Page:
Population. – According to the census of June 1933, the population of the Commonwealth amounted to 6,629,839 residents, compared to 6,284,394 in 1928, with an absolute increase in the five-year period of 345,445 residents, and an annual percentage increase of 1.09.
If we look at the figures of the individual states, it appears that the most conspicuous annual increases occurred in Northern and Central Australia (2.8%) and in the Federal Territory (2.3%), followed by Western Australia (1.9) and Tasmania (1.6), while minimum values occur in South Australia (0.1), Queensland (0.7) and Victoria (0.8).
This increase is now exclusively due to the natural increase of the population, since not only, following the known restrictive laws, for years immigration has only made a minimal contribution to the demographic increase, but indeed in 1935 the emigrations exceeded, albeit by little, immigration. Although the natural increase is significantly reduced, Australia with a birth rate of 16.9 per thousand (1932) is in second place in the world (27.2 per thousand in 1911).
The density is still very low, counting just 0.86 residents per sq km. The south-eastern states are still more populated, namely Victoria (6.7 residents per sq. Km), Tasmania (3.4) and New South Wales (3.2). The phenomenon of urbanism, already very serious, has further accentuated, so much so that in 1933 only 35.9 per thousand of the population lived in the countryside (37.4 per thousand in 1921). All the major centers are therefore showing a significant increase: Sydney (1,254,000 residents in 1935), Melbourne (1,000,000 residents) Adelaide, (315,000), Brisbane (309,000), Perth (210,000).
The 1933 census showed that 96.9% of the population is of British nationality. Among the other nationalities, the Italians are in first place with 0.3%, whose absolute number from 8135, how many were in 1921, has risen to 18,558. The Germans and Scandinavians follow with 0.2% respectively, while the Chinese are now reduced to 0.1%. The indigenous people, who are not included in the census, are estimated to be around 60,000 (1932), mainly distributed in Western Australia (26,000) and Northern Australia (17,000) and Queensland (14,000). There are about 20,000 mestizos.
The world crisis, which was also severely felt in Australia, has affected the migratory movement, both by contracting immigration and by increasing emigration. In 1935 the emigrants exceeded the immigrants by 289, while still in 1928 the surplus given by the immigration was of 27,232 people.
As can be seen from the attached table, the Italians are in 2nd place among immigrants.
Economic conditions (p. 411). – Sheep farming, on which the Commonwealth economy is based, is continuously increasing and Australia with a total of 111.5 million sheep now surpasses any country in the world. The number of cattle, which marked a sharp decline between 1921 and 1925, is now in a notable recovery.
The global rise in metal prices has stimulated Australian mining production; therefore we note a very strong increase in the production of lead and zinc which appear with conspicuous figures also in exports.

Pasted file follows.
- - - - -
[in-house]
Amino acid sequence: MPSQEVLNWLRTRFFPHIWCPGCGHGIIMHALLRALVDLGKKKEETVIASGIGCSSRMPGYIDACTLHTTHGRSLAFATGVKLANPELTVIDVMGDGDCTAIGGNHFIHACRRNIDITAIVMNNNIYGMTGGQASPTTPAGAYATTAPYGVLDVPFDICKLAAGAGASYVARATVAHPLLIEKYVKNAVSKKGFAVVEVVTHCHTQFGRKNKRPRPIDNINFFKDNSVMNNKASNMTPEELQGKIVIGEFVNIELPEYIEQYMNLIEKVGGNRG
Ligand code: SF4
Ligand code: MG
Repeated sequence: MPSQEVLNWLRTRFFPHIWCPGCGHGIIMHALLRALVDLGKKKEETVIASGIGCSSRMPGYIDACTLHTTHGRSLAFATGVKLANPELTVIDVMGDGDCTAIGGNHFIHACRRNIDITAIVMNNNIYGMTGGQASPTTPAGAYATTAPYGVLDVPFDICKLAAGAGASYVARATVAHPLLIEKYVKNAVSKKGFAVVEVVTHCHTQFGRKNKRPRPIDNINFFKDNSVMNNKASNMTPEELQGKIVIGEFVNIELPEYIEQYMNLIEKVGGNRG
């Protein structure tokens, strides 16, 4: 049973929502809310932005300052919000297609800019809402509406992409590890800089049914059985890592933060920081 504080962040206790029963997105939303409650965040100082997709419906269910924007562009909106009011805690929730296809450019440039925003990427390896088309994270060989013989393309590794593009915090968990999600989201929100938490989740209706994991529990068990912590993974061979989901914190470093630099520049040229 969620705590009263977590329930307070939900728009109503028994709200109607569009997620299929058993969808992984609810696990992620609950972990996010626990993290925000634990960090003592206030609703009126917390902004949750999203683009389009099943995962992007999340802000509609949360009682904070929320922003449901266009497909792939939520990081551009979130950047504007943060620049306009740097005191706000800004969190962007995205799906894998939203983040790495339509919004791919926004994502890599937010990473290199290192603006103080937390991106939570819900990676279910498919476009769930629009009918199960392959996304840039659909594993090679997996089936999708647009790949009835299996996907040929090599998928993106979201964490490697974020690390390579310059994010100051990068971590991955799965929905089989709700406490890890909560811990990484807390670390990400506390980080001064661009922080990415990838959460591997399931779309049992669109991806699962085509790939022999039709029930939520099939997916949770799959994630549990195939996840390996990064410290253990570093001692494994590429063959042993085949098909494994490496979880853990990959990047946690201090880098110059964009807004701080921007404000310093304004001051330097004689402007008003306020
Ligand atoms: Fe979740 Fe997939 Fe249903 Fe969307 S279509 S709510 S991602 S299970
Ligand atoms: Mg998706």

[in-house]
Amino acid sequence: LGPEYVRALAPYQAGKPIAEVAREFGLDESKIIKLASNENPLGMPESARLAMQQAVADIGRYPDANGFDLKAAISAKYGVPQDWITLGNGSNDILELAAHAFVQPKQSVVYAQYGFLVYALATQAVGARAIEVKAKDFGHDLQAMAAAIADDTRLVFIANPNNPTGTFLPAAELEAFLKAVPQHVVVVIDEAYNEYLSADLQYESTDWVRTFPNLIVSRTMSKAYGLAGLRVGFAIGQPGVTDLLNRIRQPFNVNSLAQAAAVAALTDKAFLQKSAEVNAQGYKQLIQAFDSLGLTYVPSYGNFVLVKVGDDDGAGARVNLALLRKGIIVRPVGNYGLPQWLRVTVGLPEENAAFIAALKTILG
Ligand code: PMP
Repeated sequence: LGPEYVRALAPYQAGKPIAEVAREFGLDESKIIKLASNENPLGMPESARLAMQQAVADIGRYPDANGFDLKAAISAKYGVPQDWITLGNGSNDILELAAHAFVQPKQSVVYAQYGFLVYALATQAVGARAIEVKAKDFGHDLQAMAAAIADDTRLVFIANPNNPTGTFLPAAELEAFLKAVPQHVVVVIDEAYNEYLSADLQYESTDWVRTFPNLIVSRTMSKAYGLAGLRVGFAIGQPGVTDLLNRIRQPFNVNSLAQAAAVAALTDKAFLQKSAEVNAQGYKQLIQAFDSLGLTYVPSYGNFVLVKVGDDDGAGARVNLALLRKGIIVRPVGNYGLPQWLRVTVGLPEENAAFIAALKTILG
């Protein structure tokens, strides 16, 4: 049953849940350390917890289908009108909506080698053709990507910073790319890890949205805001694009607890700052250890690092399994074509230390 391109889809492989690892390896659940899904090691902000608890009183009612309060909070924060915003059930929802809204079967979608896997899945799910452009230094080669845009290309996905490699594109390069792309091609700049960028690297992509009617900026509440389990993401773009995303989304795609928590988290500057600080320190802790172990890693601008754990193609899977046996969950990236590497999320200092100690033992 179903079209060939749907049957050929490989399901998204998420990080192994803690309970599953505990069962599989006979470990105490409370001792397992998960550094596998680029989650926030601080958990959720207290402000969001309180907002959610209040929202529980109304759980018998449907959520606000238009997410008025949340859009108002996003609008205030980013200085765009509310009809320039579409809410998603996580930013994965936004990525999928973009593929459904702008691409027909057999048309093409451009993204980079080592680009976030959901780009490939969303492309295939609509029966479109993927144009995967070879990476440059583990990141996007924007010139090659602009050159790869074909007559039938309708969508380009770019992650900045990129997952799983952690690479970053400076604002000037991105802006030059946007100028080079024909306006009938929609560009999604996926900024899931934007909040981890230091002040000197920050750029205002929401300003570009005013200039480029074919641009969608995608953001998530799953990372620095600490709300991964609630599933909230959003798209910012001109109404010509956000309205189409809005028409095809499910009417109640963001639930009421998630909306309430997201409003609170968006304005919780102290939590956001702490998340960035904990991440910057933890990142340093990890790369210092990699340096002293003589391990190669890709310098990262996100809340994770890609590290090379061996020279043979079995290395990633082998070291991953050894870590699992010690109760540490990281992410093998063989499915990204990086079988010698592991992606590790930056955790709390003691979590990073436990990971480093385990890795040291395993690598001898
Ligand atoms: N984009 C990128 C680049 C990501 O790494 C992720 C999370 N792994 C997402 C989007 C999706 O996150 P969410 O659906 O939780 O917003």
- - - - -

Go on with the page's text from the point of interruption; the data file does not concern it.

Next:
As for value, gold still holds the top spot, with 7,971,343 pounds in 1935, closely followed by coal 6,646,362 pounds. For Australia 2000, please check neovideogames.com.
The harsh trials undergone during the crisis, which greatly reduced exports of agricultural products, gave a strong boost to the Australian manufacturing industry, which today, in some fields, is able to compete with British goods. The iron, steel, wool and leather industries can now also produce for export, which goes to New Zealand, southern Africa and the Far East.
In conclusion, it can be said that the essential points of the new Australian economic orientation are the development of the manufacturing industry and the increased trade relations with the Pacific countries.
Commerce (p. 414). – If the world crisis produced a notable contraction in exports which fell to 90,464.4 (thousands of pounds) in 1930-1931 against 162,030.2 in 1924-1925, an even stronger contraction occurred in imports which, from 164,744.9 of 1926-1927, in 1931-1932 they had reduced to just 42,845.6. Thus the trade balance gained by presenting a strong surplus. Both are now in a significant recovery although they are still very far from reaching the pre-crisis figures.
Statistics from 1937 reveal a significant recovery except for iron and steel for imports and for butter and flour for exports.
Communications (p. 415). – In 1935 the railway network stretched over 45,010 km. The Adelaide-Darwin transcontinental has reached Alice Springs and Birdum respectively.
Aerial communications. – Australia, in addition to the air connection with Asia and Europe consisting of the British imperial line Southampton – Rome – Brindisi – Athens – Alexandria – Baghdād – Karachi – Calcutta-Bangkok-Singapore-Darwin-Brisbane, has a network internal of 38 lines. 15 companies run it, some of which are unsubsidized. After the “Qantas Empire”, which with the “Imperial Airways” manages the imperial line, between Singapore and Brisbane, the most important is the “Australian National Airways” with 5 lines: Melbourne-Lauceston; Melbourne-King Island; Lauceston-Hobart (Tasmania); Lauceston-Flinders Island; Perth-Adelaide.
From an economic point of view, the coexistence of such numerous companies determines a dispersion of efforts; however, their activity ensures regular air links along the entire circumnavigation of Australia (Darwin – Brisbane – Sidney – Melbourne – Adelaide – Perth – Derby – Darwin) as well as the various internal connections and those with the adjacent island systems.
The development of the Australian air network, which was 26,481 km in 1935, has risen to 34,630 km. in 1936.